In his book, Representing Electrons, Theodore Arabatsiz tells us that at the beginning of the twentieth century, “more and more experimental situations came to be interpreted as the observable manifestations of the presence and action of Electrons.” These observable manifestations included, among others things: cathode rays, Beta-rays, the Zeeman effect, the photo-electric effect, and cloud chamber tracks.
However, we today who take the existence of the Electron for granted should remember that the scientists of the time were merely making educated guesses about the atom in order to try to explain the crazy things that their new gadgets were showing them in the laboratory. As Karl Popper said, the history of sciences is not so much “a history of theories” as it is “a history of problem situations.” New technology and methodology– and not new theories– are typically what really drives science. The theories come later (with exceptions, of course, to prove the rule).
As far as this new entity physicists were proposing, this “Electron” thing, they were really grasping in the dark. They were starting to find measurements and properties of the atomic world which they had never been able to glimpse before, and they were desperately trying– and competing with each other to be first– to explain it all. What they had were signs and hints of something which some were already starting to call an “Electron,” but which they had never actually held or beheld. As Arabatsiz tells us, “the measurement of the properties associated with an unobservable entity does not imply that this entity exists.”
Arabatsiz reminds us that in the late 1700s, many scientists were certain that they had discovered the particle which carries heat. Turns out, no such particle exists (or at least that’s the current theory), but that did not stop some of the sharpest scientific minds of the day from “measuring” and “weighing” what they were convinced was Phlogiston (the name they gave to the particle of “heat,” much as “Electron” is the name given to the supposed particle of “charge.”).
Not so dissimilarly, scientists in the late 1800s/early 1900s were convinced that they were “measuring” and “weighing” Electrons. Truth is, different experimenters were coming up with different values for Electron-mass and for Electron-charge. Personally, I was shocked upon reviewing the data– not at how different the measured Electron-values were– but at how willing scientists were to chalk up huge differences to “margin of error.” They were “finding” big electrons, small electrons, powerful electrons, weak electrons– even no electrons at all. Taking the human factor into account here (which I don’t think people do enough), my guess is that Experimenter A was willing to cut Experimenter B a lot of slack if it meant he could interpret Experimenter B’s work as supporting his own findings.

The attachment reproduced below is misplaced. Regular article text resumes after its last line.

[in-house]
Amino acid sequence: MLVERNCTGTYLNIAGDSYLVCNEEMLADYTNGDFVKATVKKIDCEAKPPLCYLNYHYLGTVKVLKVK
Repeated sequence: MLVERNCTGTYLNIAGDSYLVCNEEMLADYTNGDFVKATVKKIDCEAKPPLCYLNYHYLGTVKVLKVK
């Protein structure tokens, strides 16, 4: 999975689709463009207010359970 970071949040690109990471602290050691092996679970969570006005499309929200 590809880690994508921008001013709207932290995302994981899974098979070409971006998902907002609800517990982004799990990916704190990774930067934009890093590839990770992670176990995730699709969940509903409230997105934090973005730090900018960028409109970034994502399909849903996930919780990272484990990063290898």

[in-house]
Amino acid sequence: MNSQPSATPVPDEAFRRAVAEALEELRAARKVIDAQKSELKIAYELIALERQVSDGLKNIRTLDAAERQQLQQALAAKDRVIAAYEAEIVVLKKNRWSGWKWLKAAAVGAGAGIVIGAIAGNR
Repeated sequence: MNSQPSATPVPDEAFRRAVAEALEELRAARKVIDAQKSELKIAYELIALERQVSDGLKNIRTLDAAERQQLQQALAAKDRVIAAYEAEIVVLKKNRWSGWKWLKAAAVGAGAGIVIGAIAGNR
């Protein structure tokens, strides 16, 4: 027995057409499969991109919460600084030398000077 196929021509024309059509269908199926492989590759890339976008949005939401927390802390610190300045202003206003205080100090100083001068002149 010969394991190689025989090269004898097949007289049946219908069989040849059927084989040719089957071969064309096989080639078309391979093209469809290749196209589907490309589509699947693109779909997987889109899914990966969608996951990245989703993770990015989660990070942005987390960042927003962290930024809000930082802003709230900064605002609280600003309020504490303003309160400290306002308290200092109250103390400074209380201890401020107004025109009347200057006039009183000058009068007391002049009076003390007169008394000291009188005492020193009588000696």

Nevertheless, with no direct observations of Electrons being made, the “Electron” which began to settle-out of this mixture of results was no more than a “statistical mean”– a thing with no more real existence than, to use Arabatsiz’s example, the “average man.”
Later scientific theories about the atom and the Electron would all but abrogate the “discovery” of the Electron as it was “measured” and “weighed” in the early days. In fact, our conception of the little mythical beastie has changed so much in the last hundred years that it is hardly the same entity at all as J.J. Thomson thought he found in the late 1800s. As Arabatzis states frankly, “there would be no legitimate sense in which all the scientists who used the term ‘Electron’ between, say, 1895 and 1925 were talking about the same thing.”